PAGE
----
Expert views: Budget raises spending
India must make tough spending choices, Finance Minister P Chidambaram said on Thursday, even as he unveiled a bigger-than-expected outlay for the coming fiscal year in one of the most highly anticipated Indian budgets of recent years.
Total budget expenditure will hit Rs 16.65 trillion in the fiscal year that begins on April 1, Chidambaram said, despite expectations for cuts from current year levels, which are on track to hit Rs 14.3 trillion, or 96 per cent of the budget target.
Rupa Rege Nitsure, Chief Economist, Bank of Baroda, Mumbai
"He has made allotments for infrastructure, construction of warehouses; so as long as the spending is on account of capital expenditure, one need not view it negatively."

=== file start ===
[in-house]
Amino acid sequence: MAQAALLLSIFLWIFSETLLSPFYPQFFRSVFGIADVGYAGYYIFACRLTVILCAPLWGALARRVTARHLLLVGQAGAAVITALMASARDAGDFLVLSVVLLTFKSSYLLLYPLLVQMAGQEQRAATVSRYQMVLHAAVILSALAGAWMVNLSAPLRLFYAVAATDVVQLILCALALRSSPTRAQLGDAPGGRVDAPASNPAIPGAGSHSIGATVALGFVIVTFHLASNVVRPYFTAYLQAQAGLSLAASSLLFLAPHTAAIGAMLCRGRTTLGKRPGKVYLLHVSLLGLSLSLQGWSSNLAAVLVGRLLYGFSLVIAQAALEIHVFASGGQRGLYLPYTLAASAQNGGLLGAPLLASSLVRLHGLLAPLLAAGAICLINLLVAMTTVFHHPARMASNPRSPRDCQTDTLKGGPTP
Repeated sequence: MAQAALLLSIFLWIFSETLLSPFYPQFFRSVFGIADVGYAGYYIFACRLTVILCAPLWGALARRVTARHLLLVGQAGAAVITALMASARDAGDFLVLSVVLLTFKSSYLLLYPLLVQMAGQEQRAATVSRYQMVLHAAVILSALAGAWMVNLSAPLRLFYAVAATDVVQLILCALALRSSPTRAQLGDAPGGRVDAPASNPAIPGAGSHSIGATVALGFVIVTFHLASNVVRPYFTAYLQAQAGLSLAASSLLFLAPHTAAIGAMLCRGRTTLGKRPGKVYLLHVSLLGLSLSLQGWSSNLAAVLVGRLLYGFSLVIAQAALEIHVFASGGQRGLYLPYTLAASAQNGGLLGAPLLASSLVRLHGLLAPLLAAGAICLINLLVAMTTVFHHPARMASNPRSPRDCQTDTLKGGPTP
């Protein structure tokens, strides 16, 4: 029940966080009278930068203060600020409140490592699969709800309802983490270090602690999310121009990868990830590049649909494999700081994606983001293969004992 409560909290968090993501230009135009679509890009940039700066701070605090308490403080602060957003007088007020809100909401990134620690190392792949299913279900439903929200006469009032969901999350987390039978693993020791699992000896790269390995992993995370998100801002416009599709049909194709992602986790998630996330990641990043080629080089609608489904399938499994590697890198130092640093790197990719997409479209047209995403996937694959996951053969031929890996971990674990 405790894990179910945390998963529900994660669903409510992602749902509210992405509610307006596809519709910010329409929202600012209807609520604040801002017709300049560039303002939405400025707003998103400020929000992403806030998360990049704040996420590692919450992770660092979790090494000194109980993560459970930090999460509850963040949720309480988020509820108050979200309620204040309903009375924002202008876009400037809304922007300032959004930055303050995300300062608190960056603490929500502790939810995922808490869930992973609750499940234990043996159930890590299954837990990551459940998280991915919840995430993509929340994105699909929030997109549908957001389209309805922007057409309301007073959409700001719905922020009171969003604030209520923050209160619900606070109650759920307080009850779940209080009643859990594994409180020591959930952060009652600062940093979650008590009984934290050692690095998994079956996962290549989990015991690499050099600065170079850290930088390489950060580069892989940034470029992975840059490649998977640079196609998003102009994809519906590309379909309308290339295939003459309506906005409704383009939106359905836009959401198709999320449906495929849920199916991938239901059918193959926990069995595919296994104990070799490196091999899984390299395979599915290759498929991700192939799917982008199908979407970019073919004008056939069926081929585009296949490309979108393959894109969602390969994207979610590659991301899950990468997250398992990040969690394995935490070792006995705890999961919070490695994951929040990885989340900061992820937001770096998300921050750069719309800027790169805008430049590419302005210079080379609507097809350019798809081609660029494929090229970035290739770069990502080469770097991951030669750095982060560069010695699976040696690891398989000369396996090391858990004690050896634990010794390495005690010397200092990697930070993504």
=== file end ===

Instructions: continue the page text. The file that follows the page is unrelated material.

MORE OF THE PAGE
The 10-year yield was up 3 basis points at 7.82 per cent from levels before the finance minister began his budget speech.
i) The budget comes against the backdrop of the slowest economic expansion in a decade, strong inflation pressures and high interest rates. Large fiscal and current account deficits have pushed India to the brink of sovereign ratings downgrade.
ii) RBI officials have warned that curtailing capital investment on projects with strong multiplier effects like building roads and bridges would hurt growth. They also worry that maintaining populist spending on subsidies for food, fuel, fertiliser and cooking gas will push up prices.
Image: P Chidambaram.
Photographs: Issei Kato/Reuters